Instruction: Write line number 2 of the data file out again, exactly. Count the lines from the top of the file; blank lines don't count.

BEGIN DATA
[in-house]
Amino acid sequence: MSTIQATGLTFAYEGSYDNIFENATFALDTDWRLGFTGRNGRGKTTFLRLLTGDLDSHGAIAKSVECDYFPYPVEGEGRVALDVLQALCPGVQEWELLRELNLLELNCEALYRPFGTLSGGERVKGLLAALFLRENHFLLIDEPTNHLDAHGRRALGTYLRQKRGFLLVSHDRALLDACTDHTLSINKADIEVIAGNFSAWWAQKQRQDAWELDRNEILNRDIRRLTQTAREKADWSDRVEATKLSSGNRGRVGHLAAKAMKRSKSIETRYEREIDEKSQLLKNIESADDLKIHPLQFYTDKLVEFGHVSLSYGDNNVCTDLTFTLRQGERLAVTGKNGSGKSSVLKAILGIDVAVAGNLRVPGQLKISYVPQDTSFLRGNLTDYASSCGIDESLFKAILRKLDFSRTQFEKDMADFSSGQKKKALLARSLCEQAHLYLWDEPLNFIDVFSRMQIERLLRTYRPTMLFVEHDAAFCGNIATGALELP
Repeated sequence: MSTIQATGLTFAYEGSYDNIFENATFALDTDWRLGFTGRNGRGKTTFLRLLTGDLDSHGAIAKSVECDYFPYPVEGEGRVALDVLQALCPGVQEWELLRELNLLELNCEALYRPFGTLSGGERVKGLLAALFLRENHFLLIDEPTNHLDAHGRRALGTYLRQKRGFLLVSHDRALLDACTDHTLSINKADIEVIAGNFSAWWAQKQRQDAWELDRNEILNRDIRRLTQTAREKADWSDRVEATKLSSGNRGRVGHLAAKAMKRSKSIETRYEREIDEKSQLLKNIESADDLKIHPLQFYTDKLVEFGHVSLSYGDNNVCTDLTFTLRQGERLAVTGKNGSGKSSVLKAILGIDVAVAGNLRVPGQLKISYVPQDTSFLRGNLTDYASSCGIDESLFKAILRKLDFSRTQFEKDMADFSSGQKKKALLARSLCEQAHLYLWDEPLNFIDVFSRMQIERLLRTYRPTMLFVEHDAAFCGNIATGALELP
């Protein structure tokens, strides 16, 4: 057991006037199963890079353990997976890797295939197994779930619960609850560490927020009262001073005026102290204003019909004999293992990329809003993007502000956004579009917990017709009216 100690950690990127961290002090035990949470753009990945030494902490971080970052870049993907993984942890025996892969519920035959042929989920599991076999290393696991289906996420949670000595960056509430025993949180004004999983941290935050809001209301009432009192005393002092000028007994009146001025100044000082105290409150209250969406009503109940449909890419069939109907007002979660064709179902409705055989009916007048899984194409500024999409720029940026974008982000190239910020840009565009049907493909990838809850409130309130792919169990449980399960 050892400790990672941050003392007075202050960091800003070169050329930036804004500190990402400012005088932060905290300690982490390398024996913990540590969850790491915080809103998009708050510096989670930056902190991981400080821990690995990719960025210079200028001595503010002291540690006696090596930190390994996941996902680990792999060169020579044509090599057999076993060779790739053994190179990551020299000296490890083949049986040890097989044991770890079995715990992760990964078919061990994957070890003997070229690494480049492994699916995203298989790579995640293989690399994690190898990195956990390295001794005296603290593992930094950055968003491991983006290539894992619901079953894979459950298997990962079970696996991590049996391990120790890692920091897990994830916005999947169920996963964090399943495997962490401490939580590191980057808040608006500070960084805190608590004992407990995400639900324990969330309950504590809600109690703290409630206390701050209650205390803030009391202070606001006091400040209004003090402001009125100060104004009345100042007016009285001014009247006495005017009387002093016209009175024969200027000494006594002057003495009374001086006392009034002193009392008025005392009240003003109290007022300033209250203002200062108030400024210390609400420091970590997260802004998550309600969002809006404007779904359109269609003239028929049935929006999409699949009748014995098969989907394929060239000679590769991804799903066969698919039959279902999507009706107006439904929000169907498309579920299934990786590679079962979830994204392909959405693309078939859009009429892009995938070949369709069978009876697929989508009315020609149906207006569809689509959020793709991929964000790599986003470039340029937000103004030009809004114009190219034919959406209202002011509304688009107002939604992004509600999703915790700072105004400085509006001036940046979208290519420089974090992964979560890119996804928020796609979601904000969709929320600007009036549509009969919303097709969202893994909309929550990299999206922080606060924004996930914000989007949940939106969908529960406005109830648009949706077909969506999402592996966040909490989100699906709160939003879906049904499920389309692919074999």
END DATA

Amino acid sequence: MSTIQATGLTFAYEGSYDNIFENATFALDTDWRLGFTGRNGRGKTTFLRLLTGDLDSHGAIAKSVECDYFPYPVEGEGRVALDVLQALCPGVQEWELLRELNLLELNCEALYRPFGTLSGGERVKGLLAALFLRENHFLLIDEPTNHLDAHGRRALGTYLRQKRGFLLVSHDRALLDACTDHTLSINKADIEVIAGNFSAWWAQKQRQDAWELDRNEILNRDIRRLTQTAREKADWSDRVEATKLSSGNRGRVGHLAAKAMKRSKSIETRYEREIDEKSQLLKNIESADDLKIHPLQFYTDKLVEFGHVSLSYGDNNVCTDLTFTLRQGERLAVTGKNGSGKSSVLKAILGIDVAVAGNLRVPGQLKISYVPQDTSFLRGNLTDYASSCGIDESLFKAILRKLDFSRTQFEKDMADFSSGQKKKALLARSLCEQAHLYLWDEPLNFIDVFSRMQIERLLRTYRPTMLFVEHDAAFCGNIATGALELP